Utter the words “supply management” and those involved in the agriculture industry are likely to have strong opinions for and against. The same can be said for the U.S., where an expired Farm Bill and recent run-ups in feed costs have converged to make a whole lot of farmers and industry folk nervous about the future of the dairy sector. At this year’s World Dairy Expo, forthcoming changes to the new Farm Bill were hotly debated as, yes indeed, there is a “supply management” aspect included in the new bill.
U.S. dairy producers are losing their MILC program (the milk income loss contract). In its stead is a proposed Dairy Production Margin Protection Program. It functions essentially like crop insurance — there is no-cost “catastrophic” margin coverage, and farmers can pay a premium for increasing levels of coverage. The controversy isn’t about that, it’s about a second, mandatory program called the Dairy Market Stabilization Program (DMSP). Proponents of the program say what’s proposed is not supply management, it’s production disincentive or growth management.
Andy Novakovic, professor of agriculture economics at Cornell University, explains that under this program, low or negative dairy margins would trigger requirements that milk buyers withhold payment on a small percentage of milk delivered by any farmer who exceeds a certain “base” or historical amount of milk delivered. “Farmers could withhold production or delivery on milk for which they know they wouldn’t get paid. If they delivered it, for whatever reason, processors would be required to make payment to USDA. USDA in turn would be required to use this money for dairy food donations or some similar program that would stimulate demand. The intent of the DMSP is to tighten milk supply and demand and thereby create some lift on national milk prices,” he says.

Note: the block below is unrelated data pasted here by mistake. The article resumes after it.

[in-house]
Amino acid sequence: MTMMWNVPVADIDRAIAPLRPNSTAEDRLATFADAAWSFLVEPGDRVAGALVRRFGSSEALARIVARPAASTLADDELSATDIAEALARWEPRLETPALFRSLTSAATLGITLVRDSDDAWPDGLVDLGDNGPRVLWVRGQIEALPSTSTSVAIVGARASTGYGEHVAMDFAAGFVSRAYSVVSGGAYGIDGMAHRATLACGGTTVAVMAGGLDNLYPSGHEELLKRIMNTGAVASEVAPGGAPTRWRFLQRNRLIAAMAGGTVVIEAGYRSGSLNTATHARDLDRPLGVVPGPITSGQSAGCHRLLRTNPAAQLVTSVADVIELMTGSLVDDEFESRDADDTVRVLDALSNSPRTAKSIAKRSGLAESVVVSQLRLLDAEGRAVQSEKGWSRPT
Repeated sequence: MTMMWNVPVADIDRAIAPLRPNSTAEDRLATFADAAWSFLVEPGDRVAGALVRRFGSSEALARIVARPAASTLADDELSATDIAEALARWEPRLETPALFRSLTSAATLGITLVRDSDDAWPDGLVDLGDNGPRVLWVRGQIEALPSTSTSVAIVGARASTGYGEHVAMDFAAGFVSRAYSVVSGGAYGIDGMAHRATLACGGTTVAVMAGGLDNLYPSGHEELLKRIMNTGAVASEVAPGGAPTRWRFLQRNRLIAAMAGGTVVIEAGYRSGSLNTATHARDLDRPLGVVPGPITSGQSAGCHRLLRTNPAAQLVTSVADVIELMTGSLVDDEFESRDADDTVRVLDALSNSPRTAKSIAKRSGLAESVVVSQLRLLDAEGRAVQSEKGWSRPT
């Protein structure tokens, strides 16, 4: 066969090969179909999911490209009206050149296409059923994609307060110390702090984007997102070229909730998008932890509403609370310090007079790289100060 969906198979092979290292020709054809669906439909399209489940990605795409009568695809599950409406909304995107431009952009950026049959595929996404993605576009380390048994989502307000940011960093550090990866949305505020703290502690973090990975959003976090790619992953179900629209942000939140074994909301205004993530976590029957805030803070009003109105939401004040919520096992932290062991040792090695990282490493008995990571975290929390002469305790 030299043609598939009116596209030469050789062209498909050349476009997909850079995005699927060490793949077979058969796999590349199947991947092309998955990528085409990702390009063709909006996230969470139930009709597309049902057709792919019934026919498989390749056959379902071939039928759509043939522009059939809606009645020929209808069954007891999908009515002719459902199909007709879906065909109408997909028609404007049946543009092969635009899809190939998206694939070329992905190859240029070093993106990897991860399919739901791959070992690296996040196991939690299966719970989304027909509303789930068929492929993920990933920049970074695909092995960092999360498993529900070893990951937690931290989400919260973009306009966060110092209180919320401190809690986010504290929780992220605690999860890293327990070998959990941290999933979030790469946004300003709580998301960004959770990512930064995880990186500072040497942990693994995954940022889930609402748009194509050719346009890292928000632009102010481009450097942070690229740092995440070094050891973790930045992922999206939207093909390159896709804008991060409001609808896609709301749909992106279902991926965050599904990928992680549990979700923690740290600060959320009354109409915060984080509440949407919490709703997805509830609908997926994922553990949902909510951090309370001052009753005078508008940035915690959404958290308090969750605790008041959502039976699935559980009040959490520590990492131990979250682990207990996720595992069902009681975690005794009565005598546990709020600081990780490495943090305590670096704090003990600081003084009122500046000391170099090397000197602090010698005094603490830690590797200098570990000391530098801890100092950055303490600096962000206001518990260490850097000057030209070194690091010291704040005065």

It’s that lift on national milk prices that has opponents of the DMSP up in arms. Jerry Slominski, senior vice president of legislative and economic affairs for the International Dairy Foods Association, says that these increased milk prices will be passed on to consumers, will accelerate the move to very large dairy farms and will hamstring the U.S. export dairy industry. Slominski says that the U.S. export industry has gone from non-existent six to eight years ago, to 14% of current U.S. milk production. From his view, the DMSP will create higher costs for processors and add price volatility and uncertainty to the market. His group and other opponents want the DMSP scrapped from the Farm Bill.
RealAgriculture.com’s editor, Lyndsey Smith, spoke with Farm Futures/Feedstuffs magazine policy editor, Jacqui Fatka, for more on what the proposed U.S. Farm Bill includes by way of supposed dairy supply management, who is for it, who is against it and why.
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